A girl in a strange place "projects" a birthday song for a 21-year-old man called Morgan Miller while cryptically talking about several plot points, including Morgan's father. Simultaneously, we see Miller as an infantry soldier in Vietnam War who lifts a 40-ton tank, then suddenly collapses. Colonel Walter Hammer, M.D., treats Miller and orders a stuntman-like silver suit for him, claiming that Miller would die without it (Hammer compares the process to "stopping a leaking reactor with lead shielding"). The White House sends a high-ranking man, Floyd Custer, to make a report - they both find Miller unconscious. Miller is astral-travelling through several worlds to meet with the girl, Tracy, thanking her for the song but explaining that it will be dangerous for her to contact hima gain in the future: There is an imminent threat - a man who is hiding at that point. Meanwhile, Hammer explains Floyd that the later had worked with Miller's father, Bradford "Cowboy" Miller, in an experiment to create "homo geneticus", a new breed of man who can survive after a nuclear holocaust - albeit Hammer was reluctant in several points. A number of babies from different mothers were inoculated with implants and will become more than human. In the astral worlds, Miller wrestles a giant, growing to confront it (while also growing his comatose body on earth), then meets Darius Drumm. Drumm introduces himself and promises to kill Miller after he kills "the others" (later discovered to refer to "the other homo geneticus"). When Miller wakes up, Hammer christens him Silver Star.
Silver Star has demonstrated the skill to manipulate atoms, creating anything he wants to build a base of operations, shared with Hammer and Silver Star's father Dr. Miller. Hammer is growingly sceptic; although Miller insists that his son is a good man, other subjects may not be - indeed they are attacked by a giant bacillus sent by Drumm, proving Hammer's point. Although Silver Star saves them, Drumm also sends monsters after Floyd, killing him, then sending illusions to show his death to Silver Star, Hammer and Miller. Miller then reveals to Hammer that his superhumans can alter their aging: Silver Star looks no older than he was in Vietnam War (Apparently ten years have passed since), and Drumm himself is a child in a man's body. Drumm recalls his past: Just after birth, he was able to speak and make cultural references, then started manipulating his surrogate father to control the Foundation for Self-Denial, a sect whose business affairs Mr. Drumm handled. Darius Drumm then influenced the sectarians to murder his father and burn the buildings so he could escape, then began his quest to murder his own peers, creating a base of operation from which he could attack Silver Star. They are nonetheless in an impasse: Whenever Drumm shoots, Silver Star generates a shield that protects him and his friends. This is not satisfactory, thou: Ten years ago, Drumm had damaged the nearby Coleman farm and the Millers could only save little Tracy Coleman -the girl in the first issue- by keeping her in stasis. Silver Star decides to recruit "the others" against Drumm.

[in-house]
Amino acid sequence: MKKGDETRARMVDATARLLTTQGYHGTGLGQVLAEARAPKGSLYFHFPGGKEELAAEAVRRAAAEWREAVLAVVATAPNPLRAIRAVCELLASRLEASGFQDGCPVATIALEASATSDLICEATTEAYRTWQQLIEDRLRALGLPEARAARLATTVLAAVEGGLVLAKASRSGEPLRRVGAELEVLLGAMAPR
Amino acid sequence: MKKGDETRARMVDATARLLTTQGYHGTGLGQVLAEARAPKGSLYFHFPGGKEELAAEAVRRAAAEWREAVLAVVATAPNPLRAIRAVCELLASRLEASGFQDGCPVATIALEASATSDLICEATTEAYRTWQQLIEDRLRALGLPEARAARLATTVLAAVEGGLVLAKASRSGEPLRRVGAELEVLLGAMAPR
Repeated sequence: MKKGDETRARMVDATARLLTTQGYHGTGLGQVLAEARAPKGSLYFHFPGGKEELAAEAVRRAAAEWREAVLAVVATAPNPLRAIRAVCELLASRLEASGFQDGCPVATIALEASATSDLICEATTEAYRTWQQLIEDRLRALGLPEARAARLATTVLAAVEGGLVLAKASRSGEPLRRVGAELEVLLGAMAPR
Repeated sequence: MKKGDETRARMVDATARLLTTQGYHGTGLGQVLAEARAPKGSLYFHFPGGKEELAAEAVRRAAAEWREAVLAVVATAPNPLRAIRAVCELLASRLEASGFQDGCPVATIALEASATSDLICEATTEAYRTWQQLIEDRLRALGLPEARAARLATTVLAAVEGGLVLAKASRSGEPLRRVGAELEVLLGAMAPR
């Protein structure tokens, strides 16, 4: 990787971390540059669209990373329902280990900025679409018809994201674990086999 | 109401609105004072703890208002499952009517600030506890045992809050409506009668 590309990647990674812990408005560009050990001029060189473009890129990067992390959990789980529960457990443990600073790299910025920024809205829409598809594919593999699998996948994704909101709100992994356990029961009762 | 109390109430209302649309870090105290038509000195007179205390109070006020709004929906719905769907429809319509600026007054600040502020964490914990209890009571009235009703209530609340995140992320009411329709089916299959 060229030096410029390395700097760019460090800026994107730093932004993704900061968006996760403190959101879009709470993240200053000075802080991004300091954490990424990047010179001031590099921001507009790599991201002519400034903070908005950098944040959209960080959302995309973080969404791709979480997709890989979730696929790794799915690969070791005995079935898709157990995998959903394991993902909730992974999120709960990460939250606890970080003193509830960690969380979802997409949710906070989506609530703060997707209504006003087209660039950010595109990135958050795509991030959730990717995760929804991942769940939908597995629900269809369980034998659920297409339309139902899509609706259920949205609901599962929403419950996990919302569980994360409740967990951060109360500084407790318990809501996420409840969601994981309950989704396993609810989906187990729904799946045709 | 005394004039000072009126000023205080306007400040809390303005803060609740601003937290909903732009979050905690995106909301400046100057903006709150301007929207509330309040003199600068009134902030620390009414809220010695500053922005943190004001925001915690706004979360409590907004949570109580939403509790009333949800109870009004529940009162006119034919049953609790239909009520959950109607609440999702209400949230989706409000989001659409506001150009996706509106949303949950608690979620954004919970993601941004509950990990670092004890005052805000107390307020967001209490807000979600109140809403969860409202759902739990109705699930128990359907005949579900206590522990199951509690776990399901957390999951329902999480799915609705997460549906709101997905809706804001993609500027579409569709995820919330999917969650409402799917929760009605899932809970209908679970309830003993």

Silver Star finds stuntwoman Norma Richmond in a film set. Knowing she is one of "the others", and that Drumm would attack them, Silver Star teletransports the whole film crew to his base. When they return, they see the remains of the attack, a huge bomb. Norma agrees to join Silver Star, then they leave for a baseball game, feeling that someone there is another superhuman. Batter John Blainey "Home-Run" Hunter, a perfect scorer, is thrown an explosive ball, and Silver Star understand the danger too late: The ball blows up and the whole crowd is killed. Separated from Silver Star, Norma is found and captured by Drumm. Silver Star reports to Hammer and Dr. Miller, while Drumm goes to a circus to see strongman Albie Reinhart. With Norma captured and unable to move, Drumm alters Reinhart's show so that it is more than even Reinhart's super-strong body can handle. Silver Star hears Reinhart's screams and teleports there.